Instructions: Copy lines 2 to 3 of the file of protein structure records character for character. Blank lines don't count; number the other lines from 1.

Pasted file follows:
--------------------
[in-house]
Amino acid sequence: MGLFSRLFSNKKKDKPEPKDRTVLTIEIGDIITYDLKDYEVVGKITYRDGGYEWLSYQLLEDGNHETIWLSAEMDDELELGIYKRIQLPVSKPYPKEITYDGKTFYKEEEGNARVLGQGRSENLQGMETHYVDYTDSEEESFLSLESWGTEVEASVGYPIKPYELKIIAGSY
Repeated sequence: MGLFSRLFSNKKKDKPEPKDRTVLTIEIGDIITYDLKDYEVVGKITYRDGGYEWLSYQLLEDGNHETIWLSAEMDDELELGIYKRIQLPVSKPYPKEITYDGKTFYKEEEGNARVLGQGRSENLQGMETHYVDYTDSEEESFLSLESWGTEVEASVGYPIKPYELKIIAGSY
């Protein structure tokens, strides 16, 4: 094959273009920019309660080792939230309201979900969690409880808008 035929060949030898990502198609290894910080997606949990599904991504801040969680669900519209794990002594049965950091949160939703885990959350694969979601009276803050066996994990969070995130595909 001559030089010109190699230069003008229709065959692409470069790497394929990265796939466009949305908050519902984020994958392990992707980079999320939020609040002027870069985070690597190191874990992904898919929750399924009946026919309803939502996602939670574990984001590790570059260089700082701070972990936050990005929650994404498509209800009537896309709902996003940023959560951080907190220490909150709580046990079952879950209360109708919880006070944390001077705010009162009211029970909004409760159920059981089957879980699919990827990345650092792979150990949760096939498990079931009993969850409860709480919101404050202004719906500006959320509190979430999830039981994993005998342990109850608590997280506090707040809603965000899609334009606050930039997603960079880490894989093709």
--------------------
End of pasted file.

Amino acid sequence: MGLFSRLFSNKKKDKPEPKDRTVLTIEIGDIITYDLKDYEVVGKITYRDGGYEWLSYQLLEDGNHETIWLSAEMDDELELGIYKRIQLPVSKPYPKEITYDGKTFYKEEEGNARVLGQGRSENLQGMETHYVDYTDSEEESFLSLESWGTEVEASVGYPIKPYELKIIAGSY
Repeated sequence: MGLFSRLFSNKKKDKPEPKDRTVLTIEIGDIITYDLKDYEVVGKITYRDGGYEWLSYQLLEDGNHETIWLSAEMDDELELGIYKRIQLPVSKPYPKEITYDGKTFYKEEEGNARVLGQGRSENLQGMETHYVDYTDSEEESFLSLESWGTEVEASVGYPIKPYELKIIAGSY